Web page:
University of Miami Study Abroad - London Summer Program - British Politics and Policy

This course is different from those typically found in university curriculums that rely mainly on written texts. Instead, this course provides students with direct access to the thinking and beliefs of individuals who are leading players in the media, politics, and economics of Great Britain.

We of course provide articles, books, and lectures/discussions on history, theory, and practice. These are vital parts of the course, but our primary resources are in-depth discussions with activists, intellectuals and practitioners. The goal of the students is to absorb and critique the views offered by the individuals we interview, to engage them on what are arguably the salient topics of the current world scene.

Issues in the past have included the scope of surveillance practices in London, how British and American approaches to terrorism differ, the trade-offs between human rights and security, the UK’s role in the EU, the distribution of political power in the UK, and the secession movement in Scotland.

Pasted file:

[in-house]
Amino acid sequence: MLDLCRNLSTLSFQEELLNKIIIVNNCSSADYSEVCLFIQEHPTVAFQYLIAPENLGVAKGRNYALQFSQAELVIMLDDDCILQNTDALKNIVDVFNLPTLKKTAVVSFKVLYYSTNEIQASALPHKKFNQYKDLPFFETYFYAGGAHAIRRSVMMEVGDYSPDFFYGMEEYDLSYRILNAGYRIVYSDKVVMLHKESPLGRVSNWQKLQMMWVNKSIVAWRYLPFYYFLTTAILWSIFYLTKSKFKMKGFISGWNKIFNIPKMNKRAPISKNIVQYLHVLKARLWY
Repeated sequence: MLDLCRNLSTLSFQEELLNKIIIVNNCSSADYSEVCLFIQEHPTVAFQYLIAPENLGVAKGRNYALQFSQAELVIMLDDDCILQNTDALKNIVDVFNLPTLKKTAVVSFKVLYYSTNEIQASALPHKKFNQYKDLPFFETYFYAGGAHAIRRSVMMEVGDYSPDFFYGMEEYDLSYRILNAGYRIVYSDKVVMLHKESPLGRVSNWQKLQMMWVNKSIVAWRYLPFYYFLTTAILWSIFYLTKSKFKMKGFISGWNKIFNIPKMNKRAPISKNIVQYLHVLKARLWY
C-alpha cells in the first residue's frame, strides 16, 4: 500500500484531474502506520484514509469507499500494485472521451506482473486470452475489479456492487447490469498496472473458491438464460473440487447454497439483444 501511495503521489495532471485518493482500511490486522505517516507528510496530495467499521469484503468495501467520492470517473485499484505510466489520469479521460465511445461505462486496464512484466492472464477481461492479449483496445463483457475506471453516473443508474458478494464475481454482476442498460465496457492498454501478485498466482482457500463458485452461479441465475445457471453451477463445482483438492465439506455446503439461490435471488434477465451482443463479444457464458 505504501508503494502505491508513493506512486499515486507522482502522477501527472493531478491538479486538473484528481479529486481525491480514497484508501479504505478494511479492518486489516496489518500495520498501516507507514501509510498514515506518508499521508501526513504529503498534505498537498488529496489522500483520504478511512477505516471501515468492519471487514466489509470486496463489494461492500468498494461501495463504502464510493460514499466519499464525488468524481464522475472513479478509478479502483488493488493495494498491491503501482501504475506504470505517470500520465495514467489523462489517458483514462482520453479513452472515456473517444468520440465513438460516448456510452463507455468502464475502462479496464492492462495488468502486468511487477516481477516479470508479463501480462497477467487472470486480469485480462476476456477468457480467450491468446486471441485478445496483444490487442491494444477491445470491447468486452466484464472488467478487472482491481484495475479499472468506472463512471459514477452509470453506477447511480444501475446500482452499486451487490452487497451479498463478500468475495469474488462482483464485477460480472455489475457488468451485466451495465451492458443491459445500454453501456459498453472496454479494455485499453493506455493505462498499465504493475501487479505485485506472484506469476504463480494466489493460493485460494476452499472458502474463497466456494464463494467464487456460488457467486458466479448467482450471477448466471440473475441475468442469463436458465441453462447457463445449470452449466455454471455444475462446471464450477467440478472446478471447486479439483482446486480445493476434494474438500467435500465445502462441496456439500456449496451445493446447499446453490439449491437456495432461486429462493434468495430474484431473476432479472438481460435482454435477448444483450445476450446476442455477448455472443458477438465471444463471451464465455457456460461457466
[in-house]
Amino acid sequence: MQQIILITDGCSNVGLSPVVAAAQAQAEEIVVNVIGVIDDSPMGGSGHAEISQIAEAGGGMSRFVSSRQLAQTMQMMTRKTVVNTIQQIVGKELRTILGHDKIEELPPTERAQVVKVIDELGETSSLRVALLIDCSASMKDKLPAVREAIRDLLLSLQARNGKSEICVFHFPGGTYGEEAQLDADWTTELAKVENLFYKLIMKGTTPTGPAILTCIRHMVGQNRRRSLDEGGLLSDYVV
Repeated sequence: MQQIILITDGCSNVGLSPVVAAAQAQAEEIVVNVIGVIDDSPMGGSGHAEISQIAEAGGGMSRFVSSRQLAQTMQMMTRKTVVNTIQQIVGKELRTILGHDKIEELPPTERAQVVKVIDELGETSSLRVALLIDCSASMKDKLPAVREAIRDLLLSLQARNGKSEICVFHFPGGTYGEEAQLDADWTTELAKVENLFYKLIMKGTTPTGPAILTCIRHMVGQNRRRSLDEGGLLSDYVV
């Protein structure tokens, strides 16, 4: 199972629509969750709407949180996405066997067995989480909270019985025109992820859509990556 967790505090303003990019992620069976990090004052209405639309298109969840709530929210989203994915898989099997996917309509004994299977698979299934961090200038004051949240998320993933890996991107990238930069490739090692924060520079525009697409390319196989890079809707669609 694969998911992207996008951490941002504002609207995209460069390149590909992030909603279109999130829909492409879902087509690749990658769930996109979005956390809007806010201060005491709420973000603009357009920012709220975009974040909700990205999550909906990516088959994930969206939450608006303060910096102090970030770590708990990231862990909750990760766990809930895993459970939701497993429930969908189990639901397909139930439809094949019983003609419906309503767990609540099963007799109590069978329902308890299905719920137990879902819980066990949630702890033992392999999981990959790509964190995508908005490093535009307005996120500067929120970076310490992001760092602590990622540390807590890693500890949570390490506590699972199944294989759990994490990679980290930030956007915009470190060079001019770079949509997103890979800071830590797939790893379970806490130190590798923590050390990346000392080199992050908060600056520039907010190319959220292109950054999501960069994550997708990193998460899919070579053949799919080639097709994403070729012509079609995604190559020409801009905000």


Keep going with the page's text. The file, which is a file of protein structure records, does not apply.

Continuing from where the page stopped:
The course begins with an orientation and background on British politics. At the end of this first week we usually travel to Oxford as guests of the Oxford Union for one of their debates. Then, for the next two weeks, the group interviews individuals, ideally six interviews per week for a total of fifteen. Some of the interviews take place at Westminster in committee rooms that are closed to the general public. Others are held in the offices of prominent intellectuals and academics, think tanks (for example, the Adam Smith Institute), the U.S. Embassy, and Barclays Capital (on Canary Wharf). Others will take place in the Syracuse University center, Faraday House, located in the Bloomsbury section of London.

Contact Professor Joe Uscinski for more information. The three week course will run in 2016 during July.‌

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‌‌A Note from the Founder of the POL London Summer Program -- September 6, 2015